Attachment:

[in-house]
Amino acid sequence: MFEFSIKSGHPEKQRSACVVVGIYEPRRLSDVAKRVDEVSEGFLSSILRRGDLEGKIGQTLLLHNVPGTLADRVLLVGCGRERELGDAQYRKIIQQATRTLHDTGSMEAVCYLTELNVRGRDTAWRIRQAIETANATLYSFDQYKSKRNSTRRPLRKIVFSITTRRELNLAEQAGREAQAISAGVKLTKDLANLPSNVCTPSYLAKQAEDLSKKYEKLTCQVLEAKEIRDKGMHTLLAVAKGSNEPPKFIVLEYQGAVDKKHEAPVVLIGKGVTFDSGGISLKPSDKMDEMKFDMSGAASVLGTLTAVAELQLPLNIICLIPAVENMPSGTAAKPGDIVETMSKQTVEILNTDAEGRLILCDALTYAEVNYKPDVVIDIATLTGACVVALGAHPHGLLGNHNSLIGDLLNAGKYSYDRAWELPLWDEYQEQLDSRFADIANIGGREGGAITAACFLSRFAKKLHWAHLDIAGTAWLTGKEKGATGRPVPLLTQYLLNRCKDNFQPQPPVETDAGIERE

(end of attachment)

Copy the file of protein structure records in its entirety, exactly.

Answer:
[in-house]
Amino acid sequence: MFEFSIKSGHPEKQRSACVVVGIYEPRRLSDVAKRVDEVSEGFLSSILRRGDLEGKIGQTLLLHNVPGTLADRVLLVGCGRERELGDAQYRKIIQQATRTLHDTGSMEAVCYLTELNVRGRDTAWRIRQAIETANATLYSFDQYKSKRNSTRRPLRKIVFSITTRRELNLAEQAGREAQAISAGVKLTKDLANLPSNVCTPSYLAKQAEDLSKKYEKLTCQVLEAKEIRDKGMHTLLAVAKGSNEPPKFIVLEYQGAVDKKHEAPVVLIGKGVTFDSGGISLKPSDKMDEMKFDMSGAASVLGTLTAVAELQLPLNIICLIPAVENMPSGTAAKPGDIVETMSKQTVEILNTDAEGRLILCDALTYAEVNYKPDVVIDIATLTGACVVALGAHPHGLLGNHNSLIGDLLNAGKYSYDRAWELPLWDEYQEQLDSRFADIANIGGREGGAITAACFLSRFAKKLHWAHLDIAGTAWLTGKEKGATGRPVPLLTQYLLNRCKDNFQPQPPVETDAGIERE